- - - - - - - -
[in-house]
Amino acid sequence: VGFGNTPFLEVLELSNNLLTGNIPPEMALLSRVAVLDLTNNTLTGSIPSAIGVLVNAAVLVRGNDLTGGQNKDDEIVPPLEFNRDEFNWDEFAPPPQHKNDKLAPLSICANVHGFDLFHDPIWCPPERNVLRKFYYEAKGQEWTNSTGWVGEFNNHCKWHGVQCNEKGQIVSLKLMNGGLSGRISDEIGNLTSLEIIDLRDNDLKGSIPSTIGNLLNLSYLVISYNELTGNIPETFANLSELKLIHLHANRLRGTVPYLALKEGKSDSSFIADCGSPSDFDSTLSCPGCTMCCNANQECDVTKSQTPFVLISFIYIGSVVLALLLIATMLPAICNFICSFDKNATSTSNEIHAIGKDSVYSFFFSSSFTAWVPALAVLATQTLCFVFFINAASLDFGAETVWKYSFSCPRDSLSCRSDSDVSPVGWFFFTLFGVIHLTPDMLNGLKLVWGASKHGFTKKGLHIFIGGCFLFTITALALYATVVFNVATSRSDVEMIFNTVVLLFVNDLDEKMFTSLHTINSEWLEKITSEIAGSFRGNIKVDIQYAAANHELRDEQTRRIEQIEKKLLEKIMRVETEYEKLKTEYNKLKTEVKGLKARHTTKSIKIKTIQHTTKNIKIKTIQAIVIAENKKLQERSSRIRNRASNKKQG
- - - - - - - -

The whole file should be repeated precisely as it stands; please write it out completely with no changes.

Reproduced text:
[in-house]
Amino acid sequence: VGFGNTPFLEVLELSNNLLTGNIPPEMALLSRVAVLDLTNNTLTGSIPSAIGVLVNAAVLVRGNDLTGGQNKDDEIVPPLEFNRDEFNWDEFAPPPQHKNDKLAPLSICANVHGFDLFHDPIWCPPERNVLRKFYYEAKGQEWTNSTGWVGEFNNHCKWHGVQCNEKGQIVSLKLMNGGLSGRISDEIGNLTSLEIIDLRDNDLKGSIPSTIGNLLNLSYLVISYNELTGNIPETFANLSELKLIHLHANRLRGTVPYLALKEGKSDSSFIADCGSPSDFDSTLSCPGCTMCCNANQECDVTKSQTPFVLISFIYIGSVVLALLLIATMLPAICNFICSFDKNATSTSNEIHAIGKDSVYSFFFSSSFTAWVPALAVLATQTLCFVFFINAASLDFGAETVWKYSFSCPRDSLSCRSDSDVSPVGWFFFTLFGVIHLTPDMLNGLKLVWGASKHGFTKKGLHIFIGGCFLFTITALALYATVVFNVATSRSDVEMIFNTVVLLFVNDLDEKMFTSLHTINSEWLEKITSEIAGSFRGNIKVDIQYAAANHELRDEQTRRIEQIEKKLLEKIMRVETEYEKLKTEYNKLKTEVKGLKARHTTKSIKIKTIQHTTKNIKIKTIQAIVIAENKKLQERSSRIRNRASNKKQG